At the apartment, she made up his bed on the sofa.  She put the stacks of bills in a kitchen drawer so he wouldn’t see them.  Spook climbed up and curled beside him.  When he grew feverish and cold some hours later,  she drew a hot bath and she took his weight full against her as she helped him into the water.  Gently, she bathed his pale shoulders, the thin arms and neck.  She was glad when he closed his eyes because she was not able to stop the tears.

He smiled at her and stilled her hands.  He said, “Isn’t this bath full enough already, sugar?”   He was kind enough to want to make her laugh, so she pushed up a smile for him and gave his nose a tweak.

When she got to his feet, she heard a last sigh and he was gone.  Her knees and her back ached and she sank down to sit next to the tub.  She found his hand and held it in hers until the water and his skin grew cold.  Dawn was slanting through the apartment, a fragile light spilling into the hall.

On School Mornings

On cold school mornings, it was hard to wake up, get out of bed.  The wood floors were chilly on our toes, the house was church quiet in the wan light.  The last things we touched before bed were just as we’d left them: an open board game on the dining table; smashed up sofa pillows in a nest in front of the TV set.  Mom would have stoked up the wood fire. Its smoky scent suggested to me the comfort of a day at home with soup and grilled cheese sandwiches, so that the thought of washing my face for school made me sick with dread.

We lived on a country road outside of town, in a little brick rambler on a thirteen acre patch.  In the summer, it was cheery with falling birch tendrils and floating mimosa blossoms.  Dashing bare foot over soft wild clover, our only concern was not to step on bees.  That happened to me once and twenty-four hours later – a peculiar delay – my foot swelled up fat as a melon.  There was an orchard, or three apple trees we called an orchard, you could see from the bedroom windows.  Once I spread a quilt there and read in the shadows, heedless of heat and snakes.  Another time, me and Mom discovered a dove nesting amid the blooms and we visited often to watch her bringing food to her fledglings.  One day we went to find them, but there was only a mess of blood and feathers.  The cat had gotten to the little winged family.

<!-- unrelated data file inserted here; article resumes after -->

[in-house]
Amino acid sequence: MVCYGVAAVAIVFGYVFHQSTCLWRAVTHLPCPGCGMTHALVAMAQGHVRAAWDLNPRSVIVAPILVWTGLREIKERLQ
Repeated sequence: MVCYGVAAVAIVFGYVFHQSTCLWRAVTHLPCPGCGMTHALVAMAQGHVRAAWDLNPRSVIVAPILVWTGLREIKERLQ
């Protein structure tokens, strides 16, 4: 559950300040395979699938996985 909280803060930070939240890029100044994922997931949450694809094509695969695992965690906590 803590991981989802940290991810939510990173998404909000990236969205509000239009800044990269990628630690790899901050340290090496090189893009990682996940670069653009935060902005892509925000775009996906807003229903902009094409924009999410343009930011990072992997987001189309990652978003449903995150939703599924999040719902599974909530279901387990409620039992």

When the season turned, there was a sad kind of beauty that took place of all the gold and the green.  The autumn wind bowled easily through the shallow hills, bending grasses that were auburn and blond like my two sisters’ hair, and scrubbing the scrub cedar until the air was heady with its chill spice.  Sometimes, when the fall was new, I would walk with Mom out to the pond and then into the woods.  We’d take note of all the summer things that had vanished – the blue quaker ladies we found on the pine hill, the orange lantern vines that decorated a marsh-footed persimmon tree – and we’d stand for a good while at the water’s edge, marveling at the blue mirror of an October sky.  If you were silent, the breeze in the pines sounded like the very world was taking a deep breath.  On weekends Dad might walk with us and though he was often like a stranger to me, it was nice to be three.  The girls seemed never to be part of those ramblings, my oldest sister, Moo, happy to stay in her room, her nose buried in a romance novel, while tow-headed Bird talked on the phone with friends, usually about the new boys that year.  If my folks had a little buddy for traipsing through the autumn woods, I guess it was me.  At least, that is how I remember it.

There was as much to love about autumn as there was summer – except for school, which seemed only a sterile building to be placed for the day, where the learning was sometimes a pleasure, but where the cruelty of the roughest kids paralyzed me.  School gave me a knot in the stomach, a dread that began at bedtime each night.  In August, when the first day was still a few weeks away, I would have nightmares about it.  The defenses I put up against the unkind few – I later discovered – also kept away those who might have been my friends.  I lived my childhood years in a cage that I had built from the inside but did not know how to dismantle.  What was meant to protect me became the thing that made it hard to be happy.  I now know how being safe can be a delusion, keeping us from being bold, from trying our own, unique untried. But try telling a kid that, especially when you’re that kid.